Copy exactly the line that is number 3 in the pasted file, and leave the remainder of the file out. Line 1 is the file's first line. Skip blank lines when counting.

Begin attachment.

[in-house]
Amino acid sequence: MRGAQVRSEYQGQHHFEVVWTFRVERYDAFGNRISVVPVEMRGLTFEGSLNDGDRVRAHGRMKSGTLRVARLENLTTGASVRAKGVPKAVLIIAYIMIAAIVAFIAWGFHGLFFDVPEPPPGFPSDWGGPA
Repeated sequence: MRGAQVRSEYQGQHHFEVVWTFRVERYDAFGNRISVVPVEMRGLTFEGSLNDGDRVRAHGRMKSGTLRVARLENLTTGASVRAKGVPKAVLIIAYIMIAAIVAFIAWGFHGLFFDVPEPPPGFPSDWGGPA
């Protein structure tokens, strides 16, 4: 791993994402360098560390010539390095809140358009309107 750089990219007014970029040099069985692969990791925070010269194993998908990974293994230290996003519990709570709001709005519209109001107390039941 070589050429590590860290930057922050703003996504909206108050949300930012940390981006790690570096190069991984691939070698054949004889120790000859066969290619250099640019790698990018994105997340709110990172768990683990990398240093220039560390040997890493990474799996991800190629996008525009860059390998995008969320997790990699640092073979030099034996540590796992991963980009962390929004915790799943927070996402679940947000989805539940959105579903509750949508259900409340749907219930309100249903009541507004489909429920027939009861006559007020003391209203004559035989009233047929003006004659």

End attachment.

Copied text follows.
Repeated sequence: MRGAQVRSEYQGQHHFEVVWTFRVERYDAFGNRISVVPVEMRGLTFEGSLNDGDRVRAHGRMKSGTLRVARLENLTTGASVRAKGVPKAVLIIAYIMIAAIVAFIAWGFHGLFFDVPEPPPGFPSDWGGPA